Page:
Generally said this method generates the same type of results as can be derived from towing tank testing. Accuracy of results achieved from towing tank and RANSE simulation is on equal level. One of the main advantages of the RANSE-simulation is that it can be conducted in full scale.

This way the main disadvantage of towing tank testing is avoided: RANSE simulation can satisfy Reynolds' as well as Froude's rules of similarity simultaneously, relieving the results of any uncertainties arising from the model to full scale transformation. A further advantage is that RANSE simulation allows to use exact dyamic sailing forces and moments whilst in the towing tank this values can only be estimated. This further enhances the accuracy of the simulation.

RANSE simulations as described above are capable to supplement if not substitute towing tank testing. It’s numerous advantages recommend itself for extensive hull development programs carried out with professional sail sport as AC or VOR, but due to the steep increase in available computational power this tool is also of interest for projects with smaller budgets like Olympic, TP52 or Open 60 or similar campaigns.

 

 

 

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Twist Flow Wind Tunnel

Twist Flow Wind Tunnel

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General Purpose of the Wind Tunnel
YRU-Kiel has built a Twisted Flow Wind Tunnel (TFWT) for the investigation of sails for contemporary sailing yacht design. The TFWT mimics the shear flow a yacht encounters when sailing in natural wind boundary layer. It's primary purpose is being an investigation tool for the optimization of the shape of upwind and downwind sails.

The TFWT features adjustable shear flow of up to 10 m/s flow velocity, a model size of 1.8 m mast span, a highly accurate 6 DOF force balance and a photogrammetry equipment for the evaluation of the flying shape of the sails.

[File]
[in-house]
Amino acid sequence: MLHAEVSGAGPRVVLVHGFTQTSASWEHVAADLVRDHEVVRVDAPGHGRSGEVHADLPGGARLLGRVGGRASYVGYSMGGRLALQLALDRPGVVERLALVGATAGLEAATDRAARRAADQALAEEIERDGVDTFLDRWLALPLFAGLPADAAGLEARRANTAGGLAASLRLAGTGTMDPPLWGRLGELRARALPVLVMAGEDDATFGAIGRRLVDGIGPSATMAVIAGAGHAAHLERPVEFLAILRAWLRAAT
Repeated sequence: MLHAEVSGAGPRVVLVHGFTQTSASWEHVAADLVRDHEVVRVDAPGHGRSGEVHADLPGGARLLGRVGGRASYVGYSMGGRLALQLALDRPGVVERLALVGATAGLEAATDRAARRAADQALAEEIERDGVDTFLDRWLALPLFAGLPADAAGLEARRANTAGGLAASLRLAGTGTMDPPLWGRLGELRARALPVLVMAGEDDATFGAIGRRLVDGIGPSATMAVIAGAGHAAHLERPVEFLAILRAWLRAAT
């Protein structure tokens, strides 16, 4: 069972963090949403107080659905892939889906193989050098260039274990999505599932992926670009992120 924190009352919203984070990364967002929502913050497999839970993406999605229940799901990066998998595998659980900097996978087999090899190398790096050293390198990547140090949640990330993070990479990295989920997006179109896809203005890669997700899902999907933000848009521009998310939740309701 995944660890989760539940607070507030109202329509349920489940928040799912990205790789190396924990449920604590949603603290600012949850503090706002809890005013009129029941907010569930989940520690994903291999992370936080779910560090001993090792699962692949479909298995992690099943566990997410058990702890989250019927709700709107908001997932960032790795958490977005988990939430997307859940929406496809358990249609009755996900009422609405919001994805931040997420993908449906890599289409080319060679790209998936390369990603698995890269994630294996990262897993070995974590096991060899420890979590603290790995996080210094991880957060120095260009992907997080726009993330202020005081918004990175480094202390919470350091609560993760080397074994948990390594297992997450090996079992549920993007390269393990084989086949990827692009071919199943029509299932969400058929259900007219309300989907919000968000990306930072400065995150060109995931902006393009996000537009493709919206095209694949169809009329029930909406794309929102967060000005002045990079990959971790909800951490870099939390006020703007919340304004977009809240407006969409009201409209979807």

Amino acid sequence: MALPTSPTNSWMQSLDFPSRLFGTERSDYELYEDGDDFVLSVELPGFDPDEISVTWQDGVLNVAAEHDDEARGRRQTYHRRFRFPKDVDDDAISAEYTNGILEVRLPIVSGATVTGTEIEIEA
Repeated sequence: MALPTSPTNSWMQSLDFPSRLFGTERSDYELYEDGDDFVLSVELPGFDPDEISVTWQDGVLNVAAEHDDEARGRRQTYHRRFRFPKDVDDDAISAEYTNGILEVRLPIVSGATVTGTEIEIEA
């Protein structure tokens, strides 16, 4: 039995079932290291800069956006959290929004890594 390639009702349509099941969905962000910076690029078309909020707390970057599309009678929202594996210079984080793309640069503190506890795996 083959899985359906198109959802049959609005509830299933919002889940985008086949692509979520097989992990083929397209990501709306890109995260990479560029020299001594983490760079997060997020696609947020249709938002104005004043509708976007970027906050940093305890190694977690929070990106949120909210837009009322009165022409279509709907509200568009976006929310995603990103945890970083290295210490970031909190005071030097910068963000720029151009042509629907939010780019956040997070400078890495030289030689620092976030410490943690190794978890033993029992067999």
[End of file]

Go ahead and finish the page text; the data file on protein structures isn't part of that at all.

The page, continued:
Yacht Model and Trimming Devices
The yacht model, which is fixed to the measurement table, consists of a base frame and a hull/deck model. The rig has a modular set up. The main dimensions of the rig (J, I, E, …) as well as the number of stays, spreaders and supports can be changed with minimal effort. The stepper servos of the winches are controlled by the measurement PC with the help of virtual instruments and control levers.

Shape Measurements and Photogrammetry
The wind tunnel is equipped with sail shape measurement techniques based on photogrammetry. The actual flying shape of the sail under optimum trim condition can be acquired simultaneously with flow force measurements.

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Coded Targets / NURBS surface generated from Coded Targets

Velocity, Twist Angle and Turbulence Intensity Profiles or the evaluation of flow velocity profiles in the measurement plane a 3D Dantec CTA is used. The CTA allows to measure the flow velocity profile in three dimensions.

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Contour plot of the impact of the twist vanes on the flow profil

Typical Results and VPP processing
In the context of the speed prognosis (in-house VPP) the wind tunnel driving and side force coefficients are converted into lift and drag coefficients to be integrated in our AVPP velocity prediction program. The velocity polar diagram is the ultimate measure for the merit of a sail design. It allows to compare different sail designs and provides valuable data for the handling of the sail, namely cross-over wind angles and wind speeds for sail changes.